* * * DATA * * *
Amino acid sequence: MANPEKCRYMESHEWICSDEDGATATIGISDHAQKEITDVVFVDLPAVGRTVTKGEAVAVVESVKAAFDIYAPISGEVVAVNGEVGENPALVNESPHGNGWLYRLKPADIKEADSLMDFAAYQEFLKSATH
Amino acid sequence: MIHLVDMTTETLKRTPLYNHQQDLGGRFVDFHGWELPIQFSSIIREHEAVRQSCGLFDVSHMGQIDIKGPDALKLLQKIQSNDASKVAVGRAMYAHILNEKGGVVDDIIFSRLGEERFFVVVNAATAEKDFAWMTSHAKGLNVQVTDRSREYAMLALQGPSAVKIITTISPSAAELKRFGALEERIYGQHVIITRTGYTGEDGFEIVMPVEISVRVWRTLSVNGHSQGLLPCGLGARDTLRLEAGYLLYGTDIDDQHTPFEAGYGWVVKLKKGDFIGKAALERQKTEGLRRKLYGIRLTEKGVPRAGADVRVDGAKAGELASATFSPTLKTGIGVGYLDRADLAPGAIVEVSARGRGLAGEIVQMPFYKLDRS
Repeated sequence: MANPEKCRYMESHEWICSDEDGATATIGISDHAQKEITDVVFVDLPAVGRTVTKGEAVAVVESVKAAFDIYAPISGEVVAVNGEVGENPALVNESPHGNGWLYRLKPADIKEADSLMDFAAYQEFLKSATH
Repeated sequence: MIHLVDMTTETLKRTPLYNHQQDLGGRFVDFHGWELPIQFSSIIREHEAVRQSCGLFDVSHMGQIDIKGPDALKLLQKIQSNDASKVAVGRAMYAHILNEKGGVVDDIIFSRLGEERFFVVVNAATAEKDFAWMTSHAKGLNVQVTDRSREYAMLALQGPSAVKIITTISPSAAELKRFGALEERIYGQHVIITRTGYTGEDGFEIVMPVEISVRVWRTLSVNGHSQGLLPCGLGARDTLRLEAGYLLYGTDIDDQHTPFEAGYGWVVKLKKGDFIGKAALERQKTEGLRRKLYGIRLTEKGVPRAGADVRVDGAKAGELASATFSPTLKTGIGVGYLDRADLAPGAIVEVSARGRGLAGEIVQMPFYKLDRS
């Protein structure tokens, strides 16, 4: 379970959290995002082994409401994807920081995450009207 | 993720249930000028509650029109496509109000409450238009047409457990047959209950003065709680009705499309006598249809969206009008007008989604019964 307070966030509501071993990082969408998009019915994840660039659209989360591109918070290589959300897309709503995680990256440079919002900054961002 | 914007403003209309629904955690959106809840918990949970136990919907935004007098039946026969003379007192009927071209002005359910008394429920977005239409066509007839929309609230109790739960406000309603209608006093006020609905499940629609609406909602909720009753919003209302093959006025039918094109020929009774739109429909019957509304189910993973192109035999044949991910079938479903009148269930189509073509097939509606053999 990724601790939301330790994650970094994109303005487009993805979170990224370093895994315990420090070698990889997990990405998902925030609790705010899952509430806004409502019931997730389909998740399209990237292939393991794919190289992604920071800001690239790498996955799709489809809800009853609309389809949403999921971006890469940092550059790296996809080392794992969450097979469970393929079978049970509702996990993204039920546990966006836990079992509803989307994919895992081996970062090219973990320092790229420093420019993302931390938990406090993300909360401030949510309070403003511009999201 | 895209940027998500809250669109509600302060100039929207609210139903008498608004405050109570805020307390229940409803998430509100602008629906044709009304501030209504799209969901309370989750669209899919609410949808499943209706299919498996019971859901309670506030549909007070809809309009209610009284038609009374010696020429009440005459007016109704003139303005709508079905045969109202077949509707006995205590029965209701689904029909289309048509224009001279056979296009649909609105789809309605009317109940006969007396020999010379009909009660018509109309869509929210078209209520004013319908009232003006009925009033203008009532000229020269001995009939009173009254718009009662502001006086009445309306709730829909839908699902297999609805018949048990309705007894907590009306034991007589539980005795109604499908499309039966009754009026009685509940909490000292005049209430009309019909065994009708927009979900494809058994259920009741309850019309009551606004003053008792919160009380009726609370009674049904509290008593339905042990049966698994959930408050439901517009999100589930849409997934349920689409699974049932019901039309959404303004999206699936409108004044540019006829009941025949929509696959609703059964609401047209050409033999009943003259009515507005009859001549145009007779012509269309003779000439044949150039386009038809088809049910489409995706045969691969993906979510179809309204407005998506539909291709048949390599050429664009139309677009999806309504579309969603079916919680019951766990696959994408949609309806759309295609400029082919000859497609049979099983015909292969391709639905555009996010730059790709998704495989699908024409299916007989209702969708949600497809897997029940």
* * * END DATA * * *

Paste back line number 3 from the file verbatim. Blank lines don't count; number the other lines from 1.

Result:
Repeated sequence: MANPEKCRYMESHEWICSDEDGATATIGISDHAQKEITDVVFVDLPAVGRTVTKGEAVAVVESVKAAFDIYAPISGEVVAVNGEVGENPALVNESPHGNGWLYRLKPADIKEADSLMDFAAYQEFLKSATH